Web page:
In the past week, locals have been shaken by news that a section of a bike lane recently installed in southwest Atlanta — and funded in part by a grant — was suddenly removed and replaced with parking spaces. And that it happened without the required City Council authorization.
In 2015, outdoor-retailer REI donated a total of $100,000 to six US cities for the creation of new bicycle infrastructure as part of a grant program run by People for Bikes. Atlanta was one of the winners, with a grant of about $20,000 going toward a barrier-protected bike lane on Westview Drive.
Not long after the bike lane was completed, Shiloh Baptist Church in the Ashview Heights neighborhood requested that the barriers be removed on a portion of the lane that runs in front of the church so that parishioners could park there on Sundays. The city complied.
“Last June, Council member Winslow asked Commissioner Tim Keane, from the Department of Planning & Community Development, to address concerns raised by residents and members of Shiloh Missionary Baptist Church. The city made some adjustments at the church’s request. We hoped this would fix the issues and result in better communication. After this meeting, Council member Winslow passed legislation allowing churchgoers to park on the street.
From bike lane to parking lane in a week
People were caught off-guard last week when a 1,000-foot section of the bike lane in front of the church was completely removed by the City — and replaced with dedicated parking spaces. In this news report, the church claims that they didn’t ask for the lane to be removed. They say they only asked to have some bollards removed.
This raises questions about why the City has put free, dedicated parking spaces in the public right-of-way. Particularly since this is a section of road that, prior to the now-interrupted bike lane, parking was not even allowed. This Google Street View archive photo, below, shows ‘No Parking’ signs in front of the church.
The required Council authorization for removal didn’t happen
Who gave the order to remove the lane and replace it with parking where no parking existed before? Apparently it was someone who doesn’t know the law. Here’s what City of Atlanta ordinance has to say about removing or substantially altering a bike lane:
“150-65. – Bicycle routes, bicycle lanes, and multi-use trails Removal. Designated bicycle routes, bicycle lanes, and multi-use trails shall not be removed or substantially altered except as specifically authorized by the city council through an appropriate resolution.”
That authorization from Atlanta City Council did not happen. There was no resolution.**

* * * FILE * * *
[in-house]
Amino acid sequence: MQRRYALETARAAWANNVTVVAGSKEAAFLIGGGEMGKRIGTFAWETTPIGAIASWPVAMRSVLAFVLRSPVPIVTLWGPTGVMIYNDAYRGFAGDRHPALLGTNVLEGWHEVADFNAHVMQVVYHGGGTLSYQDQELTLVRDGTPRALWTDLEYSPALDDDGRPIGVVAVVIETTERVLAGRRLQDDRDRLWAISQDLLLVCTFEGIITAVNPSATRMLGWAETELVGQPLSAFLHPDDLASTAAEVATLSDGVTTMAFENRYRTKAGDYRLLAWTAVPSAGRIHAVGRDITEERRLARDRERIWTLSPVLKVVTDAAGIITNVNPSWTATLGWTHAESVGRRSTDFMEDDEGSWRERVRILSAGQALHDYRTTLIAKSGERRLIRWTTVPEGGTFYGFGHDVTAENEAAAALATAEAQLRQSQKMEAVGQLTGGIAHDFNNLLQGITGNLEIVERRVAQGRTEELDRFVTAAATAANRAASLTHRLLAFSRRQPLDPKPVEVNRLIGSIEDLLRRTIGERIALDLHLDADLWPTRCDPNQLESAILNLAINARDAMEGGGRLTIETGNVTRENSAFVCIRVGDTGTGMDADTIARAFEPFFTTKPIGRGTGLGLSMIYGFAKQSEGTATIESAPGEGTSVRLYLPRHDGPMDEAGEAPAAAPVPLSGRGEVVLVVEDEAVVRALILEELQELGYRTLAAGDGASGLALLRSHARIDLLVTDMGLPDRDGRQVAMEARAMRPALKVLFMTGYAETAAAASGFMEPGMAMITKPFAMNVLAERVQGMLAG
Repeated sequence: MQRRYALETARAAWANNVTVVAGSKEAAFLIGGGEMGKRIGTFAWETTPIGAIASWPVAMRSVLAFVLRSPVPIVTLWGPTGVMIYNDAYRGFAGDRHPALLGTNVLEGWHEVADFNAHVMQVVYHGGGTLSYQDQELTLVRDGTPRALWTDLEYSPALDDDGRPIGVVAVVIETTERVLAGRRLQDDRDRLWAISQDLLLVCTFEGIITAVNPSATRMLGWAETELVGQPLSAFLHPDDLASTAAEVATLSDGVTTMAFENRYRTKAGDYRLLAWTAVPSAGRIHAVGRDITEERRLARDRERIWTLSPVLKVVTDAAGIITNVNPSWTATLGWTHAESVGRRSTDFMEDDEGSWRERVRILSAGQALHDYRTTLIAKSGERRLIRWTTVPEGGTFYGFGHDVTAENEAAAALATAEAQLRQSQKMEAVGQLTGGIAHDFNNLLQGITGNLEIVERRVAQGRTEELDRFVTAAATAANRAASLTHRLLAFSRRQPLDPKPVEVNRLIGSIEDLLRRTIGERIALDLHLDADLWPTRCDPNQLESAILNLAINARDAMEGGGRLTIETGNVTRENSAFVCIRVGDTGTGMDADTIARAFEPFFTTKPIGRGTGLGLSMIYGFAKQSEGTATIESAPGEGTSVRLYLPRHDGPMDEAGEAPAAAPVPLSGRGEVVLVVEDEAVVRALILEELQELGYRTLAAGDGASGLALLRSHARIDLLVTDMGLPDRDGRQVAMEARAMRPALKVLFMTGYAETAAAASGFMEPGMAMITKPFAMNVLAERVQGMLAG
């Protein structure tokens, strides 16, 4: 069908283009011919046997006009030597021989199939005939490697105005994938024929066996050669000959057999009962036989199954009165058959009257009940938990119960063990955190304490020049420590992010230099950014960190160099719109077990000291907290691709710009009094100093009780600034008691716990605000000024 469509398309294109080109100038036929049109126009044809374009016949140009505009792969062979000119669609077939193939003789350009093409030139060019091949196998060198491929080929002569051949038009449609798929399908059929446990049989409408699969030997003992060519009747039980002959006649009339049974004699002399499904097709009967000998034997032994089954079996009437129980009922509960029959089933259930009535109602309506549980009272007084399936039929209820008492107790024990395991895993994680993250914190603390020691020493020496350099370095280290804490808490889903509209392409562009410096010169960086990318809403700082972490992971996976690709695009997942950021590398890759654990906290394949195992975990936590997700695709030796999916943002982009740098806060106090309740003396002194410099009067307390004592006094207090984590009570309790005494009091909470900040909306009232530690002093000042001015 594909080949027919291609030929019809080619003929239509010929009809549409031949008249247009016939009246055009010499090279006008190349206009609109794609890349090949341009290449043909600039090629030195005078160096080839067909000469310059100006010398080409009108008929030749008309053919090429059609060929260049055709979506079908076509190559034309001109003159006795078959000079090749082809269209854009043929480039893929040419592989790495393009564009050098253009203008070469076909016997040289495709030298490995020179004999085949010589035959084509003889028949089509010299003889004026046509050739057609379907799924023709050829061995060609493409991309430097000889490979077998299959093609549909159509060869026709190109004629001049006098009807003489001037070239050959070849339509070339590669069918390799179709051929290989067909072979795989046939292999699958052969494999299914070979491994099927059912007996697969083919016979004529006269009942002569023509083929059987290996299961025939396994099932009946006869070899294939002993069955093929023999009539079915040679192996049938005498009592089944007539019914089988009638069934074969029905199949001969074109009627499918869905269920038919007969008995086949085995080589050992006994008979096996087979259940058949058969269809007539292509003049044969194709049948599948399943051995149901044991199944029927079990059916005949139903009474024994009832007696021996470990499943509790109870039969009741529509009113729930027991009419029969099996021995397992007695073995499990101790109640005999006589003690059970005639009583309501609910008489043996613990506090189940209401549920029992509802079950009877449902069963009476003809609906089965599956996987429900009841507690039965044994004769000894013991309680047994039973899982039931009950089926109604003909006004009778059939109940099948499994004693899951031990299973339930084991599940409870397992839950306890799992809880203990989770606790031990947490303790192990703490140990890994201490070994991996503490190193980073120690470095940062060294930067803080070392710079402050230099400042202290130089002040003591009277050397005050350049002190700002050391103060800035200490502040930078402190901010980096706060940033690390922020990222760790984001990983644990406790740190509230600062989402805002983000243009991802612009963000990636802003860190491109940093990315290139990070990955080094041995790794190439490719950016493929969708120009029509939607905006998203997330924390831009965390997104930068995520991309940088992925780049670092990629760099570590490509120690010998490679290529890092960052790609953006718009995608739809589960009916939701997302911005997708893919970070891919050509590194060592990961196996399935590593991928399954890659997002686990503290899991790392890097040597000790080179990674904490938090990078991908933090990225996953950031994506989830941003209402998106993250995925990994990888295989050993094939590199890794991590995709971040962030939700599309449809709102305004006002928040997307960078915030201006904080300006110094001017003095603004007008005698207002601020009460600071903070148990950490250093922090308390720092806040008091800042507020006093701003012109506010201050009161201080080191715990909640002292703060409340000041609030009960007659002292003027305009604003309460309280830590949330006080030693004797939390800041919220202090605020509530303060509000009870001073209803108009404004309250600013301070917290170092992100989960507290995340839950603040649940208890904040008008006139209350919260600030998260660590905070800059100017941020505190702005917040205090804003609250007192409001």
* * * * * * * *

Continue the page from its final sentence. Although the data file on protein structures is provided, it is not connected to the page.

Another key question is: what led to the decision to remove the bike lane completely here and replace it with parking? It’s a mystery at this point. We honestly don’t know, and we need answers.
What can be done?
The Atlanta Bicycle Coalition has published an detailed post about this bike-lane removal, and in it they’ve asked Atlantans to let the city know that safety is a top concern. They write:
“Call Atlanta District 4 Councilmember, Cleta Winslow, at (404) 330-6047
Email the Councilmember and the Commissioners of Public Works and Planning: email@example.com, firstname.lastname@example.org, email@example.com”
Why this is important: safety and trust
The safety benefits of this bike lane are considerable. As ABC’s post notes: “Data from the City of Atlanta shows that in the past year that the bike lane existed, crashes (car, bike, pedestrian) decreased 38%! Even more compelling, crashes that caused serious injuries fell 68%! Local residents were safer because of the project.”
In addition to safety, at least two other things that are important to protect here: people’s trust in the process of public engagement, and the the trust that corporate donors have in the City using their money well.
What are we saying to the residents who participated in the planning of this bike lane and others when we undo those plans? What are we saying to all Atlantans when our government doesn’t follow its own rules? And what are we saying to REI and other corporations when we waste their donations?
The city needs to address these questions. ThreadATL joins ABC in urging Atlantans to contact city leaders about this removal.
More details are bound to emerge about this story. We’ll update the post as they arise.
** There was an ordinance from July, 2016 that allowed parking on the side of this street, but there is NO MENTION of the bike path in it. It’s likely that the City’s law department will argue that it nonetheless allows the bike lane to be removed. If that’s the case, the ordinance that PROTECTS bike lanes from removal without specific authorization is considerably weakened. It’s something to watch for in the coming days and weeks.